One of my favorites is Rebuilding Alliance, a coalition of groups and individuals around the world that partners with Israeli and Palestinian NGOs to help devastated Palestinian communities in Area C rebuild in the face of often overwhelming obstacles.
Rebuilding Alliance is truly a model of its kind, using a holistic approach to peace-building, combining community-directed rebuilding with grassroots and diplomatic advocacy. One of RA’s most important projects has focused on the Area C village of Al Aqaba, located in the Jordan Valley. Al Aqaba was used for decades as a military training zone, during which twelve villagers were killed and dozens wounded during live-fire training exercises. In 2003, the village won a landmark victory when the Israeli High Court ruled that the army camp at the entrance of the village had to relocate. By that time, however, 70% of the village’s original one thousand residents had already left, seeking safety and better living conditions.
In the hopes that these former residents could return to their homes, the Al Aqaba Village Council appealed to international organizations to help them plan for their future. Among the projects they sought to implement were a medical clinic and a new three-story building that housed a sewing cooperative and a kindergarten for the children of Al Aqaba whose families who had relocated to nearby villages. With the help of grant money, Rebuilding Alliance began construction of a new kindergarten in 2004 (see pic above). As soon as the building was erected however, the military issued demolition orders for it and most of the village.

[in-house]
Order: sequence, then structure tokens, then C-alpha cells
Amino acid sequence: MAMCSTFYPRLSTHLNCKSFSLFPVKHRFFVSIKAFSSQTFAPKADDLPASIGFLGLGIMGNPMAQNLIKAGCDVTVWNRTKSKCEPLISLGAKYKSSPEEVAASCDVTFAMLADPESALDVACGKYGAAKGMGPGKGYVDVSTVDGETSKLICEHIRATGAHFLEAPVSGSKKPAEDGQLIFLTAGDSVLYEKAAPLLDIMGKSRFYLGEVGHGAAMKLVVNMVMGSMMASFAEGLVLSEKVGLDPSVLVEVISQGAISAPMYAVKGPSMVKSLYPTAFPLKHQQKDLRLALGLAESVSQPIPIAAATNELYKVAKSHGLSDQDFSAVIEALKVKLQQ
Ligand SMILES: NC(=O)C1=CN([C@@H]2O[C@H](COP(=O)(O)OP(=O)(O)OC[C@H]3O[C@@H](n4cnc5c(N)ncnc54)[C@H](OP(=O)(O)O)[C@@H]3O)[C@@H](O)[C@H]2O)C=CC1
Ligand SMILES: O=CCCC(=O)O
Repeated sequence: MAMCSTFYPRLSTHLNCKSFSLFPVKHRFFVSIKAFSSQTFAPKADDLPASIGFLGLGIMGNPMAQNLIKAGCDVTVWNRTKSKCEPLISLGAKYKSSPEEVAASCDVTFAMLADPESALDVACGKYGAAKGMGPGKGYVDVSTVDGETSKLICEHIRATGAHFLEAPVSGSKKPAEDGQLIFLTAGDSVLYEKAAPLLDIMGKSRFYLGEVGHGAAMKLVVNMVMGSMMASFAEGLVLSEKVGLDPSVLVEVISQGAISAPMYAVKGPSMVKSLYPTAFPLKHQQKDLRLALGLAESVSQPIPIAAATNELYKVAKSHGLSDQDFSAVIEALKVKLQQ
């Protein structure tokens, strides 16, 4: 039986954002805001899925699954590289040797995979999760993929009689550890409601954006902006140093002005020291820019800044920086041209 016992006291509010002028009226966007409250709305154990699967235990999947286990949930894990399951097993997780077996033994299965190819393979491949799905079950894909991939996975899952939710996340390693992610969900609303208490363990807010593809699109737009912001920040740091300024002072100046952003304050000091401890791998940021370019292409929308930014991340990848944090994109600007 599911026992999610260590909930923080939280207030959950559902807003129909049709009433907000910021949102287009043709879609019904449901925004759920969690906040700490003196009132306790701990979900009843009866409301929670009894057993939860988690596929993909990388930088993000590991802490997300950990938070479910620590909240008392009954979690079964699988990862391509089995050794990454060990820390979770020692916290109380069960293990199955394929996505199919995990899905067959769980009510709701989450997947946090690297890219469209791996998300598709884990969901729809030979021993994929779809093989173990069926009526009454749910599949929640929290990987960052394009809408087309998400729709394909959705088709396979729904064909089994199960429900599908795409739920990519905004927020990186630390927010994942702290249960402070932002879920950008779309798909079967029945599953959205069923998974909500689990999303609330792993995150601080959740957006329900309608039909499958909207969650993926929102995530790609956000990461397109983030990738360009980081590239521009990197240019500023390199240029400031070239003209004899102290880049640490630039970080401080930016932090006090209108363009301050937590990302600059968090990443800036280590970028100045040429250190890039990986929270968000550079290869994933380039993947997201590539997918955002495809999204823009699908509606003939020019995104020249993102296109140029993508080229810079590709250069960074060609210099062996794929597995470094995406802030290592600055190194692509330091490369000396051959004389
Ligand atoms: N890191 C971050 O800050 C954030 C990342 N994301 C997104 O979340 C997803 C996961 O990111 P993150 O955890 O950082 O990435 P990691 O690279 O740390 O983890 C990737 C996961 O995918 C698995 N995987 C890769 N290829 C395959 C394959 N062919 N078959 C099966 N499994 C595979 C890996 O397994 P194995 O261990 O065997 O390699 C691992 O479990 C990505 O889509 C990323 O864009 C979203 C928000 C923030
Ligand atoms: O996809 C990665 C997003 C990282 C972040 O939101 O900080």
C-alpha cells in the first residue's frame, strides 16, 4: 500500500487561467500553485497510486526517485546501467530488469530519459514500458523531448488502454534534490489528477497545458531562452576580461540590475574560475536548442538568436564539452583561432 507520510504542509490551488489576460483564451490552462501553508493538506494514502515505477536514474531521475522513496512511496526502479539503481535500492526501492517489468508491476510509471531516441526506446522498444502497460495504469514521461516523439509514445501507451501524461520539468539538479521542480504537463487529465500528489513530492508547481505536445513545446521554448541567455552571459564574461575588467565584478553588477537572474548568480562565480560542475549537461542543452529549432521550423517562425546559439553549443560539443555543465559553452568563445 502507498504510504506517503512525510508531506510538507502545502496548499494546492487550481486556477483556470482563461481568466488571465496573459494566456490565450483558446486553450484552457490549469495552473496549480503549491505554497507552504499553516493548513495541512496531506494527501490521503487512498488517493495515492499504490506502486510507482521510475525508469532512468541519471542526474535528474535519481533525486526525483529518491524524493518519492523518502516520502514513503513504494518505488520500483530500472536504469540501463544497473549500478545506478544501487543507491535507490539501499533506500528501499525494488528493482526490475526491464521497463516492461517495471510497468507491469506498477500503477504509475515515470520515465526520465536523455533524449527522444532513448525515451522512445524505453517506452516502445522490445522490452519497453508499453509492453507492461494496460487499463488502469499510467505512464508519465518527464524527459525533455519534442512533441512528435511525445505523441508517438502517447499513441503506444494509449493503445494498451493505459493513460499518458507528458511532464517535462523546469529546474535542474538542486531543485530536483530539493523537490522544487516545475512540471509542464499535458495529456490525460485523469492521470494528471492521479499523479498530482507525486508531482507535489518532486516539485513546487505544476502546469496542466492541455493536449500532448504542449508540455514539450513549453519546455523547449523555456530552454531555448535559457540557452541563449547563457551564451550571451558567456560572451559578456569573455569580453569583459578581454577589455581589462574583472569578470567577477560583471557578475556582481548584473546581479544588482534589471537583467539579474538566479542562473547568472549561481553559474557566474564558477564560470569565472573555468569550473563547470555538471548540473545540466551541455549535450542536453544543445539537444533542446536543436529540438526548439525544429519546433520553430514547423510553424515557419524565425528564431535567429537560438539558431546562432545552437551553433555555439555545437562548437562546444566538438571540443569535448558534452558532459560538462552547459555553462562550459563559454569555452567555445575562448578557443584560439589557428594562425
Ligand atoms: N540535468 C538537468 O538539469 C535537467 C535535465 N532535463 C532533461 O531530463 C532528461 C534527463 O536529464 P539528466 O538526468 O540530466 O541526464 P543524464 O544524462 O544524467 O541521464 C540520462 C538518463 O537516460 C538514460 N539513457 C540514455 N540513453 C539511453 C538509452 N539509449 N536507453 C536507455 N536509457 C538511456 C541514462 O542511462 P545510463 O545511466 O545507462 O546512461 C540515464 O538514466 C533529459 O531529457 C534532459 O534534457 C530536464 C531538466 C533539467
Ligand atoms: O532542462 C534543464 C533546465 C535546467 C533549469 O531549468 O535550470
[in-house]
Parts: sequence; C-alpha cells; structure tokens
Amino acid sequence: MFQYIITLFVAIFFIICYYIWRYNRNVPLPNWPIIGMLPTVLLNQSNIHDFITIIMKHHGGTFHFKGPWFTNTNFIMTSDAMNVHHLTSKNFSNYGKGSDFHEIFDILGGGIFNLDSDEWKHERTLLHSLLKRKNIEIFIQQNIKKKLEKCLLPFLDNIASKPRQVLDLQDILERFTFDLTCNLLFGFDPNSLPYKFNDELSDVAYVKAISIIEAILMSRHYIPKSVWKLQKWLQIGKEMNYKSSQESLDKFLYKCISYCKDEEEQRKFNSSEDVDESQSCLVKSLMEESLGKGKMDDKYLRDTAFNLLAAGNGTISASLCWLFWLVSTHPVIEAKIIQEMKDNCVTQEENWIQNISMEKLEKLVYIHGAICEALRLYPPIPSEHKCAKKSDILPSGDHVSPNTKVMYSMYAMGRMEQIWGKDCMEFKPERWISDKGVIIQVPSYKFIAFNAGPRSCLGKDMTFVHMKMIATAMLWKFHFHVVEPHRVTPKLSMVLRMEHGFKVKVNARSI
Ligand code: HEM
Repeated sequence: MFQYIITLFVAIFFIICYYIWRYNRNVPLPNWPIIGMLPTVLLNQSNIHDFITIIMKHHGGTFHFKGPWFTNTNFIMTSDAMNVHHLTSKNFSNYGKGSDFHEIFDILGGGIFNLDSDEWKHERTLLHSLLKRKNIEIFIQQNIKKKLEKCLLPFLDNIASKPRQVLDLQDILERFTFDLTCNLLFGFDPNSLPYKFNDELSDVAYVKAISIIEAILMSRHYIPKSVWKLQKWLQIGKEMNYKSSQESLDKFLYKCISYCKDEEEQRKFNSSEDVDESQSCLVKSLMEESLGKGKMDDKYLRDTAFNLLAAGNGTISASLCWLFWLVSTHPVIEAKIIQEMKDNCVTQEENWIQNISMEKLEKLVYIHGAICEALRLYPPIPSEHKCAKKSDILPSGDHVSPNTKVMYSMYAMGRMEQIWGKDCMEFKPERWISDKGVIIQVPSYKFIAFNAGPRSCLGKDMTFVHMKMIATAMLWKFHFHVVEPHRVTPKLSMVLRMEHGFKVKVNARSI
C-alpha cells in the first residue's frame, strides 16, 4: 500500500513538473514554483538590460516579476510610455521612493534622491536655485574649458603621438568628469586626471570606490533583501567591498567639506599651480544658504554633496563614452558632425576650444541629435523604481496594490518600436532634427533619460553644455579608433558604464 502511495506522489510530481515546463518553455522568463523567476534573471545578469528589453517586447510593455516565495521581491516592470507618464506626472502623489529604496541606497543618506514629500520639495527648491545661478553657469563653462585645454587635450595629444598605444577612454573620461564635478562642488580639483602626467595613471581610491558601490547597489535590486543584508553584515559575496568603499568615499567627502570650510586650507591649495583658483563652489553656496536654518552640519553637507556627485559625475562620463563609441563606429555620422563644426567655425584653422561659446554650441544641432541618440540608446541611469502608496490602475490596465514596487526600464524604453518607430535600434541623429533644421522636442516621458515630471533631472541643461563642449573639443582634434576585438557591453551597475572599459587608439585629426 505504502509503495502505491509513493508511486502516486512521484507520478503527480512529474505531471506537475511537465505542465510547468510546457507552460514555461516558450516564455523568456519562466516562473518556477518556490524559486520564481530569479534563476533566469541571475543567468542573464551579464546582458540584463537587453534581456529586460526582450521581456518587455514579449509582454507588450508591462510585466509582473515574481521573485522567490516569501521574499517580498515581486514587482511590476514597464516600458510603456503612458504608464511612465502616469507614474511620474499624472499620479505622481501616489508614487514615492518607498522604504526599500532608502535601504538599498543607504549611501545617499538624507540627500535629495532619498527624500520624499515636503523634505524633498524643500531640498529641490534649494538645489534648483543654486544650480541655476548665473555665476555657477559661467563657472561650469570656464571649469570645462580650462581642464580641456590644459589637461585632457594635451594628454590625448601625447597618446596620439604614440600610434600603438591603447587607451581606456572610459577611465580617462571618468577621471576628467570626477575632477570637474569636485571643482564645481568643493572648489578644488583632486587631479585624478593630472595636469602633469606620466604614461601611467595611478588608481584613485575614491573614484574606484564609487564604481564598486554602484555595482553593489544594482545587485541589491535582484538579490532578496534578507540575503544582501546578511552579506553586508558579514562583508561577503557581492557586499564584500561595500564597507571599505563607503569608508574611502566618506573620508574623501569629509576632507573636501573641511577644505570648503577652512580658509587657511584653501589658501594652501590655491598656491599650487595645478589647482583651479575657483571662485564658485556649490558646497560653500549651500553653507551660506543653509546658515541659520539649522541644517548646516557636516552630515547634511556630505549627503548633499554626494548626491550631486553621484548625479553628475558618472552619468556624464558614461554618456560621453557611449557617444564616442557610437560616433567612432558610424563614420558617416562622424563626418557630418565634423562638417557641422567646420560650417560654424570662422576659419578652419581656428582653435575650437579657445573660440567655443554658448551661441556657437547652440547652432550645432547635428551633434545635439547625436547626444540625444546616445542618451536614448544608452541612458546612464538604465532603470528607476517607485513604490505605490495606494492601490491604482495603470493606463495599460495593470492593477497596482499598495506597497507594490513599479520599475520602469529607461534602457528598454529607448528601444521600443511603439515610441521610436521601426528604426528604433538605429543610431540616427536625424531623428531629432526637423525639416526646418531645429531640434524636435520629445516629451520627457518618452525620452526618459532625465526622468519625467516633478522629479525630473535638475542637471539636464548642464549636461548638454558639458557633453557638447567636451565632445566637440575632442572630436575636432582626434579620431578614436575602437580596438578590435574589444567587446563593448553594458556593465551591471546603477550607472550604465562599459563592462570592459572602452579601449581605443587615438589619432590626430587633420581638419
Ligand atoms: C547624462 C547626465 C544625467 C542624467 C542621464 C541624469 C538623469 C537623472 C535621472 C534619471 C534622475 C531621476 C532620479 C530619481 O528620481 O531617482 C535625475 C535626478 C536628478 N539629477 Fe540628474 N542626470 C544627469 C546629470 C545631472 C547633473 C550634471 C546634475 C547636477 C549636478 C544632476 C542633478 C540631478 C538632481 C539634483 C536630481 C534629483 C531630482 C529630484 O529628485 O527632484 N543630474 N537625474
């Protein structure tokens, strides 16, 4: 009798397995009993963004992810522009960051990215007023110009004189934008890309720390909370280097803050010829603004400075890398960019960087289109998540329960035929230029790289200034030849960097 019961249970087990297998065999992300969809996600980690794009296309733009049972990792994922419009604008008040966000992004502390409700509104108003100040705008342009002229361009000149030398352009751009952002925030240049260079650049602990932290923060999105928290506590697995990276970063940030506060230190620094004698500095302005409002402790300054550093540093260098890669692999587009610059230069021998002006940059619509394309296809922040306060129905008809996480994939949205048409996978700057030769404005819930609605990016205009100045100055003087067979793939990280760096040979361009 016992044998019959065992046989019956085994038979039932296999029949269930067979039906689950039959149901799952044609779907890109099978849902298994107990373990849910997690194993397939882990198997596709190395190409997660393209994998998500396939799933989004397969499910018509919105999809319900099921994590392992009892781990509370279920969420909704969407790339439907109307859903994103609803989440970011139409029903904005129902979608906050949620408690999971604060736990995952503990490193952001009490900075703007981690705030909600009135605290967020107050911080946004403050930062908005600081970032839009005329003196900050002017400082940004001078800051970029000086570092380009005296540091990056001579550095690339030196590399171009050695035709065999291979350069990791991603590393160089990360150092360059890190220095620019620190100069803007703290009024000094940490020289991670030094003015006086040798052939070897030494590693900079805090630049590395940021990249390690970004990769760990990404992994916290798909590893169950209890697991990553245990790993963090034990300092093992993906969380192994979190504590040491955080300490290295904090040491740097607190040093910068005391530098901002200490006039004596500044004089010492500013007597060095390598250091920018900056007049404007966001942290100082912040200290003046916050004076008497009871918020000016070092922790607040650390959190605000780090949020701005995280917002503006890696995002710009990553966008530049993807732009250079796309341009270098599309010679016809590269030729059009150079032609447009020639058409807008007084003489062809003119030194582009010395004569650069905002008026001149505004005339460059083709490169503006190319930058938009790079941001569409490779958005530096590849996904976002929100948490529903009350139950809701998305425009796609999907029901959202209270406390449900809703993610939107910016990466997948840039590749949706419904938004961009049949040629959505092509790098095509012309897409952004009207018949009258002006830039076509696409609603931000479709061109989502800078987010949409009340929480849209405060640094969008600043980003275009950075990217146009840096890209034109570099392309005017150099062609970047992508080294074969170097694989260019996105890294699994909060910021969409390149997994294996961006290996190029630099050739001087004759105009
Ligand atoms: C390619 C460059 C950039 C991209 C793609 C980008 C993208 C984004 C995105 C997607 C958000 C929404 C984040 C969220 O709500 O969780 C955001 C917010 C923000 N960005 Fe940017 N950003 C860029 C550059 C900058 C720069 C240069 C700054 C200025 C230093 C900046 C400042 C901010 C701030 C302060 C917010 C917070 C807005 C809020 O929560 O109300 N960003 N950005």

Through RA’s advocacy, the American Embassy helped stop the bulldozers with two homes demolished. Now they are helping Al Aqaba to legally and diplomatically challenge the demolition orders as they push ahead with plans to rebuild the village. Through its “Rebuilding to Remain” project, it plans to build 30 affordable, colorful, eco-friendly homes and construction has already begun. Breaking ground for this project was a huge victory for Al Aqaba.